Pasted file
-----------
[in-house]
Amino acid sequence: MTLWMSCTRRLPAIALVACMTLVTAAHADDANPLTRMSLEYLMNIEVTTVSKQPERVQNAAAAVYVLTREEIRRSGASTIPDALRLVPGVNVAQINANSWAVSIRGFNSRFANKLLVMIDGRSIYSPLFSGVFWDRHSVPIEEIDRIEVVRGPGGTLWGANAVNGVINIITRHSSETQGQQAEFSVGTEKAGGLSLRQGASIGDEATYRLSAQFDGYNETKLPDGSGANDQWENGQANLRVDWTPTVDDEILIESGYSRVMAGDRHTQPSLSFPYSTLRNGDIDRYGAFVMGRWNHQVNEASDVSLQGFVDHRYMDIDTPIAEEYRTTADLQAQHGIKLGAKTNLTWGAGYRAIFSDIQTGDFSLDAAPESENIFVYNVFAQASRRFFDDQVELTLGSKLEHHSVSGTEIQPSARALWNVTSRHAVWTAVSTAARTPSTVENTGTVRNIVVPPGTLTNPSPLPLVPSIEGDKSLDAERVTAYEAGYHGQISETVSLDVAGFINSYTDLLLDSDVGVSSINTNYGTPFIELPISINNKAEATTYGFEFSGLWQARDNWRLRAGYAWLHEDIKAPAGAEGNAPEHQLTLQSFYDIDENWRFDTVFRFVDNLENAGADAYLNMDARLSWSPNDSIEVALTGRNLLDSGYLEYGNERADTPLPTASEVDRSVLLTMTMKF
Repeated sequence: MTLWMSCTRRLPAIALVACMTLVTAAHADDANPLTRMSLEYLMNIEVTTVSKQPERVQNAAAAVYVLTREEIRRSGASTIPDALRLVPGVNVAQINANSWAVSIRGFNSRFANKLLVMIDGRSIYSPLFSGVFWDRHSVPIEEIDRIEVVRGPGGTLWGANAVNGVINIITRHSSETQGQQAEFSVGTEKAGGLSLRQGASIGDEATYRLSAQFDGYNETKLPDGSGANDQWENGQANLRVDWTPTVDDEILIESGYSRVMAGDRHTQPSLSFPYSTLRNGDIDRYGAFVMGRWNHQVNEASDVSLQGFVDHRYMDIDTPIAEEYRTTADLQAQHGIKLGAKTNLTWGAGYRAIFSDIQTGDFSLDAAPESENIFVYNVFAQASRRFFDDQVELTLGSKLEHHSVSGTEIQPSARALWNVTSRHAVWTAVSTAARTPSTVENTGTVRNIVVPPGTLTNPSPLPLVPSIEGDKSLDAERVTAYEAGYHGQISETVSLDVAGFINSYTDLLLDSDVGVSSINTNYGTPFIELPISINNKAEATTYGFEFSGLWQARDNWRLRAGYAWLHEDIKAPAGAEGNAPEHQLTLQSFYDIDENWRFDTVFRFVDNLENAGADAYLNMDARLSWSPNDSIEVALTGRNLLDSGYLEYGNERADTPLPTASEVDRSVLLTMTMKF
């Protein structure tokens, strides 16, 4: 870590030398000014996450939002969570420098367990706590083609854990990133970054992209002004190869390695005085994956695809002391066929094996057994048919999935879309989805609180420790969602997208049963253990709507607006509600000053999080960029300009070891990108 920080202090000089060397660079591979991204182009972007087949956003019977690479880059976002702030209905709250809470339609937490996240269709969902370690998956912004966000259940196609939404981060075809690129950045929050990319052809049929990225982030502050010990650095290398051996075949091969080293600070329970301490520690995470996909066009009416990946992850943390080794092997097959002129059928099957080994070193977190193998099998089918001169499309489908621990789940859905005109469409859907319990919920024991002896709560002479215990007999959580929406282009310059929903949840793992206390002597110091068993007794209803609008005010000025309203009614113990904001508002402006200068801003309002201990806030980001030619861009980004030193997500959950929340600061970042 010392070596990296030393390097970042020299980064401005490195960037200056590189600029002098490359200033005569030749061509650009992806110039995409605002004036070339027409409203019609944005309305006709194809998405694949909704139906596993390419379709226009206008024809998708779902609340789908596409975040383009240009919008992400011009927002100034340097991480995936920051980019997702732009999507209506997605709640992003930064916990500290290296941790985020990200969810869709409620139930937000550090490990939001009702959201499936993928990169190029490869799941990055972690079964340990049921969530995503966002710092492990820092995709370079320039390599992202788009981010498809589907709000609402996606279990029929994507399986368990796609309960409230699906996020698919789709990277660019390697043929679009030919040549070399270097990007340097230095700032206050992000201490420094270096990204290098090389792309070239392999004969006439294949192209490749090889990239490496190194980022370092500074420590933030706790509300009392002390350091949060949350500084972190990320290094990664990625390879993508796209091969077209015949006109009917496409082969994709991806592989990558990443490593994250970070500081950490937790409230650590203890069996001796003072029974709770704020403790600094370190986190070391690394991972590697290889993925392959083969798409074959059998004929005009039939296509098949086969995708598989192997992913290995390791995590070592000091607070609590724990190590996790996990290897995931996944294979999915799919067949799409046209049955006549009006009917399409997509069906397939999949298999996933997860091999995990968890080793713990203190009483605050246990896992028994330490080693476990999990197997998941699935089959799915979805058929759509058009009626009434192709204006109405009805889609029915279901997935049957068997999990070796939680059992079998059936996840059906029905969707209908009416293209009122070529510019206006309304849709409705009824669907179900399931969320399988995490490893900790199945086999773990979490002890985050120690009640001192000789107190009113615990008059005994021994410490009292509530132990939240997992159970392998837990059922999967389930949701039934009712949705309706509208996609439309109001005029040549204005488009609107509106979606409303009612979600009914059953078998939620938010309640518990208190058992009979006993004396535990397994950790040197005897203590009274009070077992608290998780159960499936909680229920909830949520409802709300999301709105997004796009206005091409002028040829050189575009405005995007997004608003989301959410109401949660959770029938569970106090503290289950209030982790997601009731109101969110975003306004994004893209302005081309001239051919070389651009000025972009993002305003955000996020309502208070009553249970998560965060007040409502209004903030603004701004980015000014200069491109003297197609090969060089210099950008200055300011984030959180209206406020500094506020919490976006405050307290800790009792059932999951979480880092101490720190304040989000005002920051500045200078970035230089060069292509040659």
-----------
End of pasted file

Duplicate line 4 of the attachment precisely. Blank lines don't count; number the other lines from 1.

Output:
């Protein structure tokens, strides 16, 4: 870590030398000014996450939002969570420098367990706590083609854990990133970054992209002004190869390695005085994956695809002391066929094996057994048919999935879309989805609180420790969602997208049963253990709507607006509600000053999080960029300009070891990108 920080202090000089060397660079591979991204182009972007087949956003019977690479880059976002702030209905709250809470339609937490996240269709969902370690998956912004966000259940196609939404981060075809690129950045929050990319052809049929990225982030502050010990650095290398051996075949091969080293600070329970301490520690995470996909066009009416990946992850943390080794092997097959002129059928099957080994070193977190193998099998089918001169499309489908621990789940859905005109469409859907319990919920024991002896709560002479215990007999959580929406282009310059929903949840793992206390002597110091068993007794209803609008005010000025309203009614113990904001508002402006200068801003309002201990806030980001030619861009980004030193997500959950929340600061970042 010392070596990296030393390097970042020299980064401005490195960037200056590189600029002098490359200033005569030749061509650009992806110039995409605002004036070339027409409203019609944005309305006709194809998405694949909704139906596993390419379709226009206008024809998708779902609340789908596409975040383009240009919008992400011009927002100034340097991480995936920051980019997702732009999507209506997605709640992003930064916990500290290296941790985020990200969810869709409620139930937000550090490990939001009702959201499936993928990169190029490869799941990055972690079964340990049921969530995503966002710092492990820092995709370079320039390599992202788009981010498809589907709000609402996606279990029929994507399986368990796609309960409230699906996020698919789709990277660019390697043929679009030919040549070399270097990007340097230095700032206050992000201490420094270096990204290098090389792309070239392999004969006439294949192209490749090889990239490496190194980022370092500074420590933030706790509300009392002390350091949060949350500084972190990320290094990664990625390879993508796209091969077209015949006109009917496409082969994709991806592989990558990443490593994250970070500081950490937790409230650590203890069996001796003072029974709770704020403790600094370190986190070391690394991972590697290889993925392959083969798409074959059998004929005009039939296509098949086969995708598989192997992913290995390791995590070592000091607070609590724990190590996790996990290897995931996944294979999915799919067949799409046209049955006549009006009917399409997509069906397939999949298999996933997860091999995990968890080793713990203190009483605050246990896992028994330490080693476990999990197997998941699935089959799915979805058929759509058009009626009434192709204006109405009805889609029915279901997935049957068997999990070796939680059992079998059936996840059906029905969707209908009416293209009122070529510019206006309304849709409705009824669907179900399931969320399988995490490893900790199945086999773990979490002890985050120690009640001192000789107190009113615990008059005994021994410490009292509530132990939240997992159970392998837990059922999967389930949701039934009712949705309706509208996609439309109001005029040549204005488009609107509106979606409303009612979600009914059953078998939620938010309640518990208190058992009979006993004396535990397994950790040197005897203590009274009070077992608290998780159960499936909680229920909830949520409802709300999301709105997004796009206005091409002028040829050189575009405005995007997004608003989301959410109401949660959770029938569970106090503290289950209030982790997601009731109101969110975003306004994004893209302005081309001239051919070389651009000025972009993002305003955000996020309502208070009553249970998560965060007040409502209004903030603004701004980015000014200069491109003297197609090969060089210099950008200055300011984030959180209206406020500094506020919490976006405050307290800790009792059932999951979480880092101490720190304040989000005002920051500045200078970035230089060069292509040659």